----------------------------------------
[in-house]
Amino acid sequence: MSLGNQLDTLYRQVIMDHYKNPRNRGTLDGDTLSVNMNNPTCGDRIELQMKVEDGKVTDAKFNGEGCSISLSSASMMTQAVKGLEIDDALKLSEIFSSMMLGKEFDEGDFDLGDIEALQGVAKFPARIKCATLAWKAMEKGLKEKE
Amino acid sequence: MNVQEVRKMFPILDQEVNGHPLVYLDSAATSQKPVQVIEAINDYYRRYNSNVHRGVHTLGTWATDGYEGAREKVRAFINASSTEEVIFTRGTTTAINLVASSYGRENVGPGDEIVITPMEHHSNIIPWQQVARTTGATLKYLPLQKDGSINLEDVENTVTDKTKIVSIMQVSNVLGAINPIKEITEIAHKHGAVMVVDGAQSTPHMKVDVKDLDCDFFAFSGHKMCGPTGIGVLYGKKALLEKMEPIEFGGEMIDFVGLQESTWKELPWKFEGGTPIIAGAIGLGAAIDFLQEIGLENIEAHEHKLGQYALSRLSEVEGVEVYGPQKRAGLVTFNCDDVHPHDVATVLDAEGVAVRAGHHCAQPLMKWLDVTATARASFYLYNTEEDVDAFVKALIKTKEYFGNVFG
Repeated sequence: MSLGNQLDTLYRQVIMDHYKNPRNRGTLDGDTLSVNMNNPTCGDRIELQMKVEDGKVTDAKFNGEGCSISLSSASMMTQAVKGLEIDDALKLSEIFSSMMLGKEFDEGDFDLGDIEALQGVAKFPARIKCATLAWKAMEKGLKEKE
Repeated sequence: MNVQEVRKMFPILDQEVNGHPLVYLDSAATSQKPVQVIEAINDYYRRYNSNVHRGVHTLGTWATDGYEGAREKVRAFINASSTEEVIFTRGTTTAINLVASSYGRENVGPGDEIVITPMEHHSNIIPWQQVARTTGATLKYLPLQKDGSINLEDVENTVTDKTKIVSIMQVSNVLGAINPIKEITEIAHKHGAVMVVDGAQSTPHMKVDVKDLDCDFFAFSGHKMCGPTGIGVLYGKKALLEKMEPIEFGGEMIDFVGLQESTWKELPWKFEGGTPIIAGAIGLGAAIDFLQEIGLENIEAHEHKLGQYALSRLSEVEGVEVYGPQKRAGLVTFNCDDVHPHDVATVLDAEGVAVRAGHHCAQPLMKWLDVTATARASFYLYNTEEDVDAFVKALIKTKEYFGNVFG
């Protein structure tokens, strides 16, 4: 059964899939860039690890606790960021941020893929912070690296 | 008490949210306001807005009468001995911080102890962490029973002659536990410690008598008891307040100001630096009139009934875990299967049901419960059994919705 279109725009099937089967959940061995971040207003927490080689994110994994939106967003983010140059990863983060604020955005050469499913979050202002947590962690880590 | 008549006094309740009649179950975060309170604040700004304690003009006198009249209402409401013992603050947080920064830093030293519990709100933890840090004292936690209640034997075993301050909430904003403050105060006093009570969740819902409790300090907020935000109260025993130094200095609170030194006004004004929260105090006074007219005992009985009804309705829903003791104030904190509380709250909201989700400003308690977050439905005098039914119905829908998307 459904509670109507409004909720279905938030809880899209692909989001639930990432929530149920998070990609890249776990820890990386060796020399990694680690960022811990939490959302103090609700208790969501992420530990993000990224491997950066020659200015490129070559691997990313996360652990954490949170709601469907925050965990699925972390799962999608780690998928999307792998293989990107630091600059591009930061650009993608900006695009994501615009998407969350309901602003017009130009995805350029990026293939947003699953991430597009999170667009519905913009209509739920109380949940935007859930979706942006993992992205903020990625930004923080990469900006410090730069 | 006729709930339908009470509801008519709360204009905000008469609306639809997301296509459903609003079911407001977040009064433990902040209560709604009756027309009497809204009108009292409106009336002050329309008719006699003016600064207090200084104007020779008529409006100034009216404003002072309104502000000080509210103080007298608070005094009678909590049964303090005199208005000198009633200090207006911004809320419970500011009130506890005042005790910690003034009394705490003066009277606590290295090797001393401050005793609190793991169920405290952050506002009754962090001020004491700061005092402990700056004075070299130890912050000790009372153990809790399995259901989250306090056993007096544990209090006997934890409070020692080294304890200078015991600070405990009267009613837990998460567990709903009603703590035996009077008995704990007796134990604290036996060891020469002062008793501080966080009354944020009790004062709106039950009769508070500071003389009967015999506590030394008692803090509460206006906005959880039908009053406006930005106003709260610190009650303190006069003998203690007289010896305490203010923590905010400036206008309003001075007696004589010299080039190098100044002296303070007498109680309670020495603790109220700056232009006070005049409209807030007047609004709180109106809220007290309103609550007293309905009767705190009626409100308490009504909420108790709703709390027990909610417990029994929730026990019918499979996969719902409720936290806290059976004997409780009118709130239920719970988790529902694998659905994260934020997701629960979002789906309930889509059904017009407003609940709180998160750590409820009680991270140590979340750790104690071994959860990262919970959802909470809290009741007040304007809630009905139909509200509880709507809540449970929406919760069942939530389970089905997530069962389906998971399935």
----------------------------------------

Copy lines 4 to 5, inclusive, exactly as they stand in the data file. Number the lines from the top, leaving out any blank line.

Repeated sequence: MSLGNQLDTLYRQVIMDHYKNPRNRGTLDGDTLSVNMNNPTCGDRIELQMKVEDGKVTDAKFNGEGCSISLSSASMMTQAVKGLEIDDALKLSEIFSSMMLGKEFDEGDFDLGDIEALQGVAKFPARIKCATLAWKAMEKGLKEKE
Repeated sequence: MNVQEVRKMFPILDQEVNGHPLVYLDSAATSQKPVQVIEAINDYYRRYNSNVHRGVHTLGTWATDGYEGAREKVRAFINASSTEEVIFTRGTTTAINLVASSYGRENVGPGDEIVITPMEHHSNIIPWQQVARTTGATLKYLPLQKDGSINLEDVENTVTDKTKIVSIMQVSNVLGAINPIKEITEIAHKHGAVMVVDGAQSTPHMKVDVKDLDCDFFAFSGHKMCGPTGIGVLYGKKALLEKMEPIEFGGEMIDFVGLQESTWKELPWKFEGGTPIIAGAIGLGAAIDFLQEIGLENIEAHEHKLGQYALSRLSEVEGVEVYGPQKRAGLVTFNCDDVHPHDVATVLDAEGVAVRAGHHCAQPLMKWLDVTATARASFYLYNTEEDVDAFVKALIKTKEYFGNVFG